The Prix de West in Oklahoma City celebrated cowboys and cowgirls.

All Images Courtesy the National Cowboy and Western Heritage Museum

In the years since it began in 1955 the National Cowboy and Western Heritage Museum has been foremost in promoting the role of the cowboy in American history and culture. So it certainly makes sense that one of its largest annual events, the Prix de West, would have an abundance of images of cowboys…and cowgirls. This annual sale of contemporary Western art, on June 9-10, 2023, had 35 pieces of art following that theme.

Two striking portraits in the auction were Thomas Blackshear’s Red, a red-haired cowboy and Toby, a Black cowboy. Each stares confidently, almost sternly, at the viewer. In contrast with those portraits is Carrie Ballantyne’s Sweet Reticence, which depicts a young cowgirl, also confident but with a certain reserve, perhaps even uncertainty, about her future in the saddle. That future is portrayed in Glenn Dean’s impressionistic Daughter of the Desert. Dean’s cowgirl is almost featureless in the shadow of her hat, cast by the desert sun. That relentless sun dominates the landscape, with shadow offering the only respite, in Shadow Rider, one of his other paintings in the show.


Kyle Polzin creates still lifes, depicting the firearms, clothing, decorative items, equipment and other artifacts of the West of the past. Inspired by cowboy life and culture, his two paintings, The Work’s All Done (above) and Ballad of a Cowboy (below), sold for $34,000 and $48,000.


Harsh weather, either hot or cold, is not the only challenge faced by riders on the open range. In Scrambled Eggs, by Bruce R. Greene, a cowboy struggles to control his horse, spooked by birds flushed from their nest. Bill Nebeker’s The Wreck is On shows a confrontation between a cowboy, his horse, and a wayward calf. The future is uncertain in each sculpture, with serious injury possible for both the cowboy and his horse.

In contrast with the two action-filled sculptures, Kyle Polzin’s still life Ballad of a Cowboy portrays items from the calmer moments in a cowboy’s life. That calm is emphasized by a photograph of both a cowboy and his horse in repose. His other still life at the show, The Work’s All Done, suggests that just out of sight someone is relaxing after a hard day’s work. Ballantyne’s young cowgirl has a touch of uncertainty, perhaps because even today life on the range can be hard. But, as Polzin shows, it is rewarded by times of relaxation and a realization of a job well done.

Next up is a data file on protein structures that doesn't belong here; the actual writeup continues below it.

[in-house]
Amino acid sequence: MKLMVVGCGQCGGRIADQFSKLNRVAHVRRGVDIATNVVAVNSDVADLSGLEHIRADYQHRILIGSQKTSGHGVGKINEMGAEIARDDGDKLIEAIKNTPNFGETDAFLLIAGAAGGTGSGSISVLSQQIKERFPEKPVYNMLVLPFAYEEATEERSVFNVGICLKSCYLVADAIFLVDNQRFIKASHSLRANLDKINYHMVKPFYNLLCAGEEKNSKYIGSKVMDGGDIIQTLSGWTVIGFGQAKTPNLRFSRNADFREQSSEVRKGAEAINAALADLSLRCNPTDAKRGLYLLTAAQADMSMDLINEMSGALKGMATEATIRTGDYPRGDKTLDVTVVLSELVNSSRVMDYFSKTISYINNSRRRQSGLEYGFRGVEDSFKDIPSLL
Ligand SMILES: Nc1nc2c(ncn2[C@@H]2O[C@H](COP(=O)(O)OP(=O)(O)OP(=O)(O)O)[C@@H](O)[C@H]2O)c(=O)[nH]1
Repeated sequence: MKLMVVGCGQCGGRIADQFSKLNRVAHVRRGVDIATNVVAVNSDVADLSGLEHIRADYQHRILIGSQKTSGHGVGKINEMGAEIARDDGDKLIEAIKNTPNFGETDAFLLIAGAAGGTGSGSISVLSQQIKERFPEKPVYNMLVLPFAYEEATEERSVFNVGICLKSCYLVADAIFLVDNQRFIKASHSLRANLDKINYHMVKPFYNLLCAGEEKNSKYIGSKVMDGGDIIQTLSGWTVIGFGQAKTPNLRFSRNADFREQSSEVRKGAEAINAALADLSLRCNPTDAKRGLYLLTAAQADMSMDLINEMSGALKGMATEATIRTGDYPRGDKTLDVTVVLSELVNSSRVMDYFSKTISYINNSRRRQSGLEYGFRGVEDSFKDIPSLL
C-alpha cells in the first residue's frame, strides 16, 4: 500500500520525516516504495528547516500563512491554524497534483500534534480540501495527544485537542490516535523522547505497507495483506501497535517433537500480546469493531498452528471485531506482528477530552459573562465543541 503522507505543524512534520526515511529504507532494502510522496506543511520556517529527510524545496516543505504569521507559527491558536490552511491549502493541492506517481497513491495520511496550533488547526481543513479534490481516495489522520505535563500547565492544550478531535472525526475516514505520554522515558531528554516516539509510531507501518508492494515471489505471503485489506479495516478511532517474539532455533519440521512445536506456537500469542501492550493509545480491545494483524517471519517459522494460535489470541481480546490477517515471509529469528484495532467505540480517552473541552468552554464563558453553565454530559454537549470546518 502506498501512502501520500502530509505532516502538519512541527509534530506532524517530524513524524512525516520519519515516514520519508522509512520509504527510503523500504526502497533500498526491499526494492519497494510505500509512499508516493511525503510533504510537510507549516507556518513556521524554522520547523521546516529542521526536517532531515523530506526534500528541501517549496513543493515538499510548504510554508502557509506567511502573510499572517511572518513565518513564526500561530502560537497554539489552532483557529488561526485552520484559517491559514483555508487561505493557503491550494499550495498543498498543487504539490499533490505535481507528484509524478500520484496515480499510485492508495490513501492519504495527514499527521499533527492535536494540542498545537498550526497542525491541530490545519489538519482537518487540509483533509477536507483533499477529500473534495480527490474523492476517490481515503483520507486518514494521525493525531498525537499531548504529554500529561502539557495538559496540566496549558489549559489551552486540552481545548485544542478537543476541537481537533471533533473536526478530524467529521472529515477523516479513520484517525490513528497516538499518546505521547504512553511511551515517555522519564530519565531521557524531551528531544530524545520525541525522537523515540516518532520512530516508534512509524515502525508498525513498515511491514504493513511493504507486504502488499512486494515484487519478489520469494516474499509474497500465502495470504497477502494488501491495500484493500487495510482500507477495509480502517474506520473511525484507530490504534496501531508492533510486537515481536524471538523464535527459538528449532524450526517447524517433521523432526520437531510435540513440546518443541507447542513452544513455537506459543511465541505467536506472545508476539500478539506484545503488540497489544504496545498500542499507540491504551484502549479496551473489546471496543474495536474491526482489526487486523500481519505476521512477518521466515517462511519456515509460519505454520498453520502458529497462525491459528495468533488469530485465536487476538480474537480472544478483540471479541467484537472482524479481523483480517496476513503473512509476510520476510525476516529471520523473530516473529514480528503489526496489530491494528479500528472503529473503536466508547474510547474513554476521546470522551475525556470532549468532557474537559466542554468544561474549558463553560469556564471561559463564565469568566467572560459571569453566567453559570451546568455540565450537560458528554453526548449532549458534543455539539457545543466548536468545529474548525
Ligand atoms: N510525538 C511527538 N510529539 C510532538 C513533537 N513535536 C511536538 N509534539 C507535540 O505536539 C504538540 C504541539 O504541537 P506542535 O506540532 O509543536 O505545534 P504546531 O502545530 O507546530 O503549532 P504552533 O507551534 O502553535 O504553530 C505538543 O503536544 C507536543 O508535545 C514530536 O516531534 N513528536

This sampling of pieces from this year’s Prix de West demonstrates the National Cowboy and Western Heritage Museum’s tradition of an ongoing dedication to promoting those who ride, and have ridden, the ranges of the West.


Thomas Blackshear’s portraits of two cowboys, Red (above) and Toby (below), were purchased for $25,000 and $19,000. Blackshear has illustrated over 25 postage stamps, magazine covers and musical recordings, and even greeting cards. His paintings of the American West have become increasingly popular in recent years.



November 18, 2023

Inaugural Firearms & Sportsmans Auction

Richmond Auctions (Greenville, SC) • 864-991-5949

December 2, 2023

Texas Art Signature Auction

Heritage Auctions (Dallas, TX) • 307-587-5002 

December 5, 2023

Native American Art

Bonhams (Los Angeles, CA) • 760-567-1744


Glenn Dean’s impressionistic Daughter of the Desert (above) sold for $16,000. Like his Shadow Rider (below), which sold for $13,000, it relies on an interplay of light and shadow. Following the lead of Maynard Dixon and Edgar Payne, Dean usually places his cowgirl and cowboy subjects in vast Western landscapes.


Sweet Reticence by Carrie Ballantyne, sold for $10,500 at the Prix de West. Ballantyne is best known for her realistic portraits of contemporary cowgirls, adeptly capturing their emotions.


Bruce R. Greene, a sculptor and painter, has done his share of riding and herding cattle. His sculpture Scrambled Eggs went for $16,500 at the Prix de West show and sale.


Bill Nebeker has been a member of Cowboy Artists of America since 1978 and has created well over 100 bronze sculptures. The Wreck is On, which sold for $6,000, shows the moment when a calf runs under a cowboy’s horse, initiating a meeting from which no good can come.

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